Uncertainty over fall enrollment delays contracts and upends course evaluations
By: Nate Sanford
A possible decrease in enrollment and funding caused by COVID-19 has disrupted the faculty review and contract allocation process, and prompted Western to temporarily suspend hiring of new full-time staff.
In a letter sent through Western Today on April 2, President Sabah Randhawa said the school has temporarily suspended all non-essential purchases, as well as the hiring of all new full-time faculty and staff. Exceptions to the suspension may be considered, but require approval from the appropriate college’s dean or vice president.
Rich Brown, president of the United Faculty of Western Washington, said verbal offers extended to faculty will be honored, but for faculty in the middle of the search process who had not yet received a verbal offer, hiring is temporarily paused.
“There were a number of searches that were in the process before this all happened that would bring new faculty to campus next year. Unfortunately, right now those processes had to be put on hold until we have time to determine the effects of the COVID-19 pandemic,” Brown said.
In the letter, Randhawa said Western is taking fiscally conservative steps as a precautionary measure while the university waits for clarity on what state support and tuition revenue will look like in the coming year. The COVID-19 crisis could potentially cause Western to see a decrease in state appropriations, revenue from Housing and Dining Services, private donations and student enrollment, Randhawa said.
Western currently plans to reopen campus for fall quarter and resume operations as normal. Projections on the number of fall quarter enrollments are not yet available, according to Western’s Communications Director Paul Cocke. In the letter, Randhawa said Western will have a better picture of the number of fall enrollments by mid-October, at which point the restrictions on hiring new full-time faculty will be lifted.
Across the country, colleges are preparing for the possibility of decreased enrollment. In a national poll conducted by the Art & Science Group, nearly one in six college-bound respondents appeared to be near the point of giving up on the idea of attending a four-year college or university next fall.
Gabe Cornett, a second-year at Arizona State, said he still plans to transfer to Western next fall, despite the pandemic. He hasn’t been able to take a tour, but in early April he visited Western and walked the deserted campus himself.
“I’ve never seen this sort of event happen, I don’t think any of us have, and I don’t know if any of the consequences that we foresee will actually unfold,” he said.
Cornett said he’s excited to start in the fall, but worries a potential reduction in faculty could have a negative impact on academics.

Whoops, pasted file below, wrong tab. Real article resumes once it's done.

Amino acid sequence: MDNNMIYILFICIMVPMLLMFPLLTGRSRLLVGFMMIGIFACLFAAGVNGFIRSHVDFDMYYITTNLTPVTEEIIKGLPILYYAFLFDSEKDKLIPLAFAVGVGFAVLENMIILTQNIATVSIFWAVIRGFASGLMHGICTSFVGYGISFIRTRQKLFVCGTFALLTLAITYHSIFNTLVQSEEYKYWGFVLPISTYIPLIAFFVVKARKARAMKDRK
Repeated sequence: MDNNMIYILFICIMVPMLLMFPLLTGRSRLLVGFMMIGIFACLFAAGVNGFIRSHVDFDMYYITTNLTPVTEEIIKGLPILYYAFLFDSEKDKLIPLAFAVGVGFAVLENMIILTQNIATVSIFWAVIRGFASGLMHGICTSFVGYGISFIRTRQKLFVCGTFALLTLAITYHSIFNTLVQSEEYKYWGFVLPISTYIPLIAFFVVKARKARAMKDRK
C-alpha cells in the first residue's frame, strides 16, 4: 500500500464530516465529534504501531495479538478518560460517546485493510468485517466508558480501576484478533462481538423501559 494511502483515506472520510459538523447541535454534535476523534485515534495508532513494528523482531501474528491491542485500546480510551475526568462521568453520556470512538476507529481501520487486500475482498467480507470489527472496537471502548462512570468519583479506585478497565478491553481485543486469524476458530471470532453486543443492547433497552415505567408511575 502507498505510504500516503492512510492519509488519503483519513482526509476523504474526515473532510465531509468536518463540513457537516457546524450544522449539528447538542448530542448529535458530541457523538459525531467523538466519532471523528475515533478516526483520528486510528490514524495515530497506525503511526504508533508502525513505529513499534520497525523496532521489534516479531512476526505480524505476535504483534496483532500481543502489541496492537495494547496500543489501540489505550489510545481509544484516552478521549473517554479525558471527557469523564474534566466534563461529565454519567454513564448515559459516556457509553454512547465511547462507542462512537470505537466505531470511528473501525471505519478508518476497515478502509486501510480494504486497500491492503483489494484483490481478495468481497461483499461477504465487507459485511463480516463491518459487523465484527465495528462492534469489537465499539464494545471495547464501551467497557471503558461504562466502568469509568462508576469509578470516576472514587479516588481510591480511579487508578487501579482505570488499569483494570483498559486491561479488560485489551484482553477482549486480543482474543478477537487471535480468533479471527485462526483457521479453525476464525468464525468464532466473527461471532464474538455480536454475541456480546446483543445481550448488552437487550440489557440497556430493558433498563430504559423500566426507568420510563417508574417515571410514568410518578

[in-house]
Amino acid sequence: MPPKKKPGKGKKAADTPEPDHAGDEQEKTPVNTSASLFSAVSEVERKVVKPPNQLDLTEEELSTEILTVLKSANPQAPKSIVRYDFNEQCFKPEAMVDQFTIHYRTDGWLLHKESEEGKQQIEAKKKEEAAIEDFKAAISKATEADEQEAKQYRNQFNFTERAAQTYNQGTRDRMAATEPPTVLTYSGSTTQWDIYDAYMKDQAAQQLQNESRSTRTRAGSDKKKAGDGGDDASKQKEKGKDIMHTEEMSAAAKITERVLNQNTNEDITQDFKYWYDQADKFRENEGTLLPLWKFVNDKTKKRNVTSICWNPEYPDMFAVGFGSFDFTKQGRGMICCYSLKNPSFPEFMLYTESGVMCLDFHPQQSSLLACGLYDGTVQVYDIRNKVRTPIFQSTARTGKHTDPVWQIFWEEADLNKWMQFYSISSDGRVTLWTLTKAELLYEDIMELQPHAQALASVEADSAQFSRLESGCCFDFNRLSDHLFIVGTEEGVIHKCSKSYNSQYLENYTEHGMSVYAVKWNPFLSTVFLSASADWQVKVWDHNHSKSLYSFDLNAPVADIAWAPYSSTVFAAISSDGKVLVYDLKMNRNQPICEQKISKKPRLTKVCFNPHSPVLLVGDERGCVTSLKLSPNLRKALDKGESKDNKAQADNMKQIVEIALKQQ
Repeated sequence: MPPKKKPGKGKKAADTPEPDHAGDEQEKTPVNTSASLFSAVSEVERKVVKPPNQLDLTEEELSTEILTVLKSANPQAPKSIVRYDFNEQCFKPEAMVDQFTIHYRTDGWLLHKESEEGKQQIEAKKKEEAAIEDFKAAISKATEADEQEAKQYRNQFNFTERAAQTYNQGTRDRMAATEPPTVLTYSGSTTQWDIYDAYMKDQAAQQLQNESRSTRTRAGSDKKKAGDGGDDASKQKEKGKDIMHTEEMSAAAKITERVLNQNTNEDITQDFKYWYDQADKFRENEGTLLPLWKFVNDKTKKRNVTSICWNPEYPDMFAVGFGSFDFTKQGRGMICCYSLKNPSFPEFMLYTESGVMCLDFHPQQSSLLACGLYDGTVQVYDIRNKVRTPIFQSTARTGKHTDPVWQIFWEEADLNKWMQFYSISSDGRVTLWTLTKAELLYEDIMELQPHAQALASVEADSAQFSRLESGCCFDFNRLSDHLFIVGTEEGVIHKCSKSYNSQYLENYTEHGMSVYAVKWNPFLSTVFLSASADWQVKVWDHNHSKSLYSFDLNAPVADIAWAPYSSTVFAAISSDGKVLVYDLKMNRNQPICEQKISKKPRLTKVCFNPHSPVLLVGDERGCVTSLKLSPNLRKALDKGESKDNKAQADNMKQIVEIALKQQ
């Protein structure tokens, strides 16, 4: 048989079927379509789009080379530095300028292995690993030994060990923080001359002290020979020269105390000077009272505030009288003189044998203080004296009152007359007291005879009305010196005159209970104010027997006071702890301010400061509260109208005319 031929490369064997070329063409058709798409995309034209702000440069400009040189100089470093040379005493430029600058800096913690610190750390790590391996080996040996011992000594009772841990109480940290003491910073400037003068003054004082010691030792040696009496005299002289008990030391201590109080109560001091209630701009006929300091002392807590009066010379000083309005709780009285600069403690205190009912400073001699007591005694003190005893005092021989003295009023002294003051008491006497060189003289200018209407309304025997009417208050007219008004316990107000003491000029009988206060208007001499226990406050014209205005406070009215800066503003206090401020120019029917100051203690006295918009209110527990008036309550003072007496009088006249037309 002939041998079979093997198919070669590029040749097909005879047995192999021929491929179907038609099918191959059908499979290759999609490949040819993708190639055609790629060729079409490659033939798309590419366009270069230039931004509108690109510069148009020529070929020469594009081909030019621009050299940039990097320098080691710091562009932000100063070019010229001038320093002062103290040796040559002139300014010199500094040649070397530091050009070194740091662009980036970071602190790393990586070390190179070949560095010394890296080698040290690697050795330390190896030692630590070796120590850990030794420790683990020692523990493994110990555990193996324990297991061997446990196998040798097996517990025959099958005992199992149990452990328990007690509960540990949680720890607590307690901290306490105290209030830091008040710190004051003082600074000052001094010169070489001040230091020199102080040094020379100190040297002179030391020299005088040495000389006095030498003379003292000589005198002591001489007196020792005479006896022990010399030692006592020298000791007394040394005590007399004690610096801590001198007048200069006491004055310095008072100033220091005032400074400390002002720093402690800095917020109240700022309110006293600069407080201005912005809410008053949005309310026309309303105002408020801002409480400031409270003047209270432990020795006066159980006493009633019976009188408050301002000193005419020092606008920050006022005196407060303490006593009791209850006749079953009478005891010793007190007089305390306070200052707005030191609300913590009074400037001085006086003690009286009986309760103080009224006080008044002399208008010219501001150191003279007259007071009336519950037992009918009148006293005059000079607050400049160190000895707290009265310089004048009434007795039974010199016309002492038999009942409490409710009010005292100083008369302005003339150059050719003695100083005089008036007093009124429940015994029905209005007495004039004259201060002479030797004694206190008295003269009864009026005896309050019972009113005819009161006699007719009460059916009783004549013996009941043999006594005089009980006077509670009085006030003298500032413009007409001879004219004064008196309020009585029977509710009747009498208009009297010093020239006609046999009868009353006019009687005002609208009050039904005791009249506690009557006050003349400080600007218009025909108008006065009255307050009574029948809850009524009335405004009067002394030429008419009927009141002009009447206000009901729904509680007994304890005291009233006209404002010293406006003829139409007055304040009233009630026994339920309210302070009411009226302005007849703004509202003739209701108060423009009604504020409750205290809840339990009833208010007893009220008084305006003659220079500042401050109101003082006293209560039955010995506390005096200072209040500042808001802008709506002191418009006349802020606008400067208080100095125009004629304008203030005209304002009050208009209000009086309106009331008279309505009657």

The deadline for students to confirm their enrollment is typically May 1, but Western and other colleges across the country have chosen to push the deadline back to June 1 in an attempt to give students more time to decide.
This extended deadline affects the way teaching contracts are allocated to non-tenure track faculty. According to Brown, contracts for non-tenure track faculty are typically allocated in the spring, and based on projected student need.
The Collective Bargaining Agreement between Western and United Faculty stipulates that all teaching contracts be issued by July 15. But the extended student confirmation deadline means the university won’t get an accurate picture of student enrollments until much later than normal, making it difficult to issue the appropriate number of contracts by the deadline stipulated in the agreement.
In his letter on April 2, Randhawa said contracts for non-tenure track faculty will be completed by July 15, “unless Fall 20 [sic] enrollments are significantly lower than projected.”
Brown said he spoke with the administration the following day, and came to an agreement that all contracts would still be issued by the date specified in the Collective Bargaining Agreement.
“My point, when I talked to the university was, ‘You’ve got to figure that information out between June first and July 15 because in the [agreement] it says the contracts have to be issued by July 15,’” Brown said.
According to Brown, a decrease in the number of fall enrollments could also mean a decrease in the number of contracts issued in June.
The COVID-19 crisis has also impacted the way faculty reviews are conducted. Under a new agreement between Western and United Faculty, student course evaluations for spring and winter of 2020 are now optional. Online course evaluations will be made available to faculty who choose to use them.
Student end-of-course evaluations are normally an important part of faculty reviews, and help determine things like promotion, tenure and re-hiring of non-tenure track faculty for future sections, Brown said. Under the new agreement, student evaluations from spring and winter quarter will not have any negative impact on the outcome of an instructor’s review. They will be included in portfolios for informational purposes only.
A memorandum of understanding signed by Brown and Randhawa on March 19 said some negative student feedback might be attributed to, “the uncertainty, anxiety, and schedule disruptions caused by the virus,” and not by the conduct of a particular professor.
“Those reviews are [supposed] to reflect the teaching that we’re all hoping to do, not the teaching that now we’re being forced to do because of COVID-19 and the remote learning,” Brown said.
Brown said he hopes United Faculty can continue to help provide students with the highest level of quality education, while also protecting the rights of faculty.